The Weekend Assignment is posted each Friday at Outpost Mâvarin; a roundup of responses goes up the following Thursday, so if you'd like to join in, you've still got some time. Karen says: Don't worry if you don't get your entry in by the end of the weekend. It's called the Weekend Assignment because John Scalzi originally designed it to give folks something to write on weekends, but times have changed since then. Now the meme is launched on Thursday nights / Friday mornings, just a little later than Scalzi used to post it, and you have a whole week to respond. Still, I for one am grateful if you don't all wait until the last minute!
Weekend Assignment #217: What's the best piece of career advice you were ever given?
Extra Credit: What's the worst piece of career advice you were ever given?
I really can't recall getting any particular career advice, good or bad. One of my personal quirks - good or bad - is that I don't often ask for (or give) advice in general. (However, I have been known to give career advice to my kid every now and then.)
If I'm looking for input and information in order to make a decision, I'll look things up, I'll read, and I may ask for opinions. But let me be clear that it's an opinion I'm interested in; if you're one of those people who thinks that just because you told me what you think I should do, that's what I'm supposed to do (you know the kind of person I mean, I'm sure), you may be disappointed. You may give me your advice or opinion without my having asked for it, either; that's fine, but if I didn't solicit it I may not really take in your message. Please don't be offended by that - I just may not be ready to hear it at that time.
Then again, maybe if I asked for - and paid attention to - advice more often, I might have made some different choices in my life. At the very least, I might remember where I'd heard a few things, so I could give proper credit for them.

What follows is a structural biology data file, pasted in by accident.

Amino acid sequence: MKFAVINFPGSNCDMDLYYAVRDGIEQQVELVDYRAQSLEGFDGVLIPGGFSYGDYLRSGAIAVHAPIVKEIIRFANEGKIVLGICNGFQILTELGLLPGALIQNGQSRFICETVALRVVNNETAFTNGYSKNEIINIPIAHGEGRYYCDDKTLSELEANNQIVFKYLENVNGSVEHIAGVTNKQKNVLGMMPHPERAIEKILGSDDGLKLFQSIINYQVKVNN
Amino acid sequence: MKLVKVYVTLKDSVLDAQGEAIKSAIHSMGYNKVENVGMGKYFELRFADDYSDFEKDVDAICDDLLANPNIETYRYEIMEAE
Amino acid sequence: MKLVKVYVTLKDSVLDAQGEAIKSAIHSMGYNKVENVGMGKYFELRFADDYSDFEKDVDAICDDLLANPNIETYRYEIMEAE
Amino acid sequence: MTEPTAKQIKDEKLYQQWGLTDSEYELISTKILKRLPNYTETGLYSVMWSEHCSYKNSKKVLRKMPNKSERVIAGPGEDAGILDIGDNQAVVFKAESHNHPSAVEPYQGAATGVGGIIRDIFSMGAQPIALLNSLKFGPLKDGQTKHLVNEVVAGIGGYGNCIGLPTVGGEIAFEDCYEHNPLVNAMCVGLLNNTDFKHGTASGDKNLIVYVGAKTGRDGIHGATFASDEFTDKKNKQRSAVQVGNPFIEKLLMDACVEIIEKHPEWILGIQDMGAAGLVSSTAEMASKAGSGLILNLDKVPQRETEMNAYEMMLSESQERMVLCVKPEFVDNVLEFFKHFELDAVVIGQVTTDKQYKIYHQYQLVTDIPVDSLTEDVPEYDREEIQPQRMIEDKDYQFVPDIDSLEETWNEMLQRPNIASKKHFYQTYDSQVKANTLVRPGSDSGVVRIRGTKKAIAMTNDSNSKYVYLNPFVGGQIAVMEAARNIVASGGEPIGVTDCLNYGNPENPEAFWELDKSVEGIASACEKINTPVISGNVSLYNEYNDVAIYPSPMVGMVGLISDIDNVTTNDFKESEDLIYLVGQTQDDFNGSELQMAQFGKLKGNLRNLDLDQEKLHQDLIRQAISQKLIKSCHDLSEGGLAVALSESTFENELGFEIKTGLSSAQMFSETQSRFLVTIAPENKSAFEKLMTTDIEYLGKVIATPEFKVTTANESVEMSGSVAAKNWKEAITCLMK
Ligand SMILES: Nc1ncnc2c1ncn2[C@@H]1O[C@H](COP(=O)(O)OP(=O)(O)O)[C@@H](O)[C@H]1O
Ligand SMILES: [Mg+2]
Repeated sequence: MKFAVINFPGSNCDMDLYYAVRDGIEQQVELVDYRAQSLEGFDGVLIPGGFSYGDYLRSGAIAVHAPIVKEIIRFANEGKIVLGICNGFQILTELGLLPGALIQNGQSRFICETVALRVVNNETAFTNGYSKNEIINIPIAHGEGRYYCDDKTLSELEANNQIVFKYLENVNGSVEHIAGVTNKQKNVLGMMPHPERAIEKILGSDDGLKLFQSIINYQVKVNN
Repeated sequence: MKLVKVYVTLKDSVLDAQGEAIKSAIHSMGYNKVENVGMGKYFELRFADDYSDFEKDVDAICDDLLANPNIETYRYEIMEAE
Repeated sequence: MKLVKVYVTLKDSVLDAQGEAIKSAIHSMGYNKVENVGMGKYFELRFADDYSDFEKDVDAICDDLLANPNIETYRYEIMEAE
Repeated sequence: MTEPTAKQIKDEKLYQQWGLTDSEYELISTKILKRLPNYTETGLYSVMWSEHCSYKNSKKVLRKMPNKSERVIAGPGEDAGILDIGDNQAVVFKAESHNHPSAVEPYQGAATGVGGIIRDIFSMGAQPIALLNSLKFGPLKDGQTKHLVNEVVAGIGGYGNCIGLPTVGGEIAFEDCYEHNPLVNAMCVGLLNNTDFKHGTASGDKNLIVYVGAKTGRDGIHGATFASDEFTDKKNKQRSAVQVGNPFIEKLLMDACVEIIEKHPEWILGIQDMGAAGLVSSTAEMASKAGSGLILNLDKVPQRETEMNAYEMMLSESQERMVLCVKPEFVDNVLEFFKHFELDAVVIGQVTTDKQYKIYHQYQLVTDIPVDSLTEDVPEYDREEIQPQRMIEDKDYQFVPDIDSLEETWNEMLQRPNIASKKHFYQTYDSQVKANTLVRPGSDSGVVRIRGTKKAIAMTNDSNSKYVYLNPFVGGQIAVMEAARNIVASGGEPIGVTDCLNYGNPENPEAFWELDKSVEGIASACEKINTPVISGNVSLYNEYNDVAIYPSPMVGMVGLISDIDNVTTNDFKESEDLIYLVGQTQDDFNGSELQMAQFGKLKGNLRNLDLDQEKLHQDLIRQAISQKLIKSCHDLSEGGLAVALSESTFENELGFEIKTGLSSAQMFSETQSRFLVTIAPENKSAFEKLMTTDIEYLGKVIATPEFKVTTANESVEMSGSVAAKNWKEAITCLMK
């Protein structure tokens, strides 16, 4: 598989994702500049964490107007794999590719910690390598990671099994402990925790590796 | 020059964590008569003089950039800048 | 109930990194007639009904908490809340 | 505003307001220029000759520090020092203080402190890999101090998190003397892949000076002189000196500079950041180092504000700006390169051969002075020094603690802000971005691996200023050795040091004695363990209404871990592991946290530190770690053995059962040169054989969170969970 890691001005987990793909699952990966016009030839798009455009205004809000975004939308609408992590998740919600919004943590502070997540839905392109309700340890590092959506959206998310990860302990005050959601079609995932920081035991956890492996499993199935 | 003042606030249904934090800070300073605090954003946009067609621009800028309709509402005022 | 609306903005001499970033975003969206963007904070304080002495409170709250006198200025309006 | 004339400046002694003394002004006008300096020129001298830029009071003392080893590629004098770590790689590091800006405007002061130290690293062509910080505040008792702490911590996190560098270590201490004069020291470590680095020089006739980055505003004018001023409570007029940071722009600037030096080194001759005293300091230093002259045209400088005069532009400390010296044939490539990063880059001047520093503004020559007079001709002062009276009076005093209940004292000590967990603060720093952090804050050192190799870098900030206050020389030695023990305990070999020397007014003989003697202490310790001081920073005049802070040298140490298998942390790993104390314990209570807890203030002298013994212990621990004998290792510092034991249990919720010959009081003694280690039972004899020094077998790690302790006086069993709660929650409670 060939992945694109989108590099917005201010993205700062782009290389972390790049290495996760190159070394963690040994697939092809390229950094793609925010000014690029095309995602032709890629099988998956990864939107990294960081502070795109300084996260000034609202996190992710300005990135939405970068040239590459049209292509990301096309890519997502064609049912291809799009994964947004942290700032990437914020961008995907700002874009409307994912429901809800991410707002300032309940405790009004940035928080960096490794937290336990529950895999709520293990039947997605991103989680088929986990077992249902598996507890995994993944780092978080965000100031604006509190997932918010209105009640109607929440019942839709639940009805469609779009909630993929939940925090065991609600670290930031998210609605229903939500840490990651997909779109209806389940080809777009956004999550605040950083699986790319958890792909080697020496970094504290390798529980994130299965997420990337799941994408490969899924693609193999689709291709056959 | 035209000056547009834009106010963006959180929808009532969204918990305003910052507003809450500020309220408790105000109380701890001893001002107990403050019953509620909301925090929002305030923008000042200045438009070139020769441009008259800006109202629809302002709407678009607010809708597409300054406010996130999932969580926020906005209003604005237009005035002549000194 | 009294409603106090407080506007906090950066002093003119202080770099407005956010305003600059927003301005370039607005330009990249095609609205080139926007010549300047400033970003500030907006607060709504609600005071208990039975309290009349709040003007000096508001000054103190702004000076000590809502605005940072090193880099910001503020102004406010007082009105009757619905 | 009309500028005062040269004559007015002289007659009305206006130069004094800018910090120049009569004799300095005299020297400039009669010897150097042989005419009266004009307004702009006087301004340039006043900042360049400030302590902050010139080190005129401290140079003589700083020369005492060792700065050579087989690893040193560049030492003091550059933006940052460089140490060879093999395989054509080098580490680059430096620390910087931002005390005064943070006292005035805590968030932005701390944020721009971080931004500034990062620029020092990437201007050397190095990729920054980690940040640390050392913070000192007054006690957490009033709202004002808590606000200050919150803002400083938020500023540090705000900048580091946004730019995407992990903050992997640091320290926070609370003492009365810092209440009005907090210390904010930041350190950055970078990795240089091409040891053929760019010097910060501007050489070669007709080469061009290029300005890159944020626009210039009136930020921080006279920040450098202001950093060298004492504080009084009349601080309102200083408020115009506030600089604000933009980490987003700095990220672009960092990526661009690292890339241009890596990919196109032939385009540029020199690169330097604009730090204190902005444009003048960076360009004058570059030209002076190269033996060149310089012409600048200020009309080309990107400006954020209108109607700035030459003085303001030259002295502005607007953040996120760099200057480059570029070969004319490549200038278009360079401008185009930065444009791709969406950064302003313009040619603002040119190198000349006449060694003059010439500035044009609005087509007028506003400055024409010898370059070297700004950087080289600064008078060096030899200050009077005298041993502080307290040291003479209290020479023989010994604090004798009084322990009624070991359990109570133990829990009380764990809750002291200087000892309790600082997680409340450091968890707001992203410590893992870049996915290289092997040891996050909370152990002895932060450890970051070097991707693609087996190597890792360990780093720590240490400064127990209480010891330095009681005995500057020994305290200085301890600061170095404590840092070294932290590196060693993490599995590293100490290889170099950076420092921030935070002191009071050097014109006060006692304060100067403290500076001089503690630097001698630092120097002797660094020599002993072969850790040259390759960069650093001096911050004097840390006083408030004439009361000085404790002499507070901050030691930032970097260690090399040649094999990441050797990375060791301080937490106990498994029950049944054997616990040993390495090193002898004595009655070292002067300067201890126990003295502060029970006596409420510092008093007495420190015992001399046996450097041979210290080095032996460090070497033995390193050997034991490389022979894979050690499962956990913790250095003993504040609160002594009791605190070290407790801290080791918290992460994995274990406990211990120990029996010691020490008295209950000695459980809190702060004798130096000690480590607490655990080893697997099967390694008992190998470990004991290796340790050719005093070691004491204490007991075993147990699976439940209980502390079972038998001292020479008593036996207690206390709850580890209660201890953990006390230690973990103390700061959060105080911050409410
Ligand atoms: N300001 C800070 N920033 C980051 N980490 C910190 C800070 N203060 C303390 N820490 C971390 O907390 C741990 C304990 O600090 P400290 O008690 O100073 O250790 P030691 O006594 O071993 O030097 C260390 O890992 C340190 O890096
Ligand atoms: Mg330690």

I think the best career advice I've heard is along the lines of "Your life can't be just about your job."
The worst advice probably goes back a long way - it was to major in something practical in college. Now, I don't dispute the value of that; assuming that one expects to support oneself financially, it's important to have marketable skills. However, I chose a major that led to a specific career field mostly because I was reasonably sure I could find a job in it anywhere. I wasn't wrong about that; I've been steadily employed, other than relatively short between-jobs periods, for over 20 years, and have developed a comfortable niche. But I chose a field that I didn't necessarily have natural aptitude for (for the record, my verbal SAT scores were much better than my math ones), let alone any particular passion. (Passion for accounting? That actually makes me a little nervous to think about...) I think I could have benefited from a much broader perspective on the whole thing rather than a specific degree-to-profession path. I know some technically-inclined types for whom it worked out fine. I also know other people who studied what they liked and have created good careers for themselves - the "do what you love, the money will follow" approach, I guess.
I think I'm the second type of person, but I've tried to be the first one. Maybe I should have gotten different advice. I do read a few career blogs, though...it's not too late to learn something.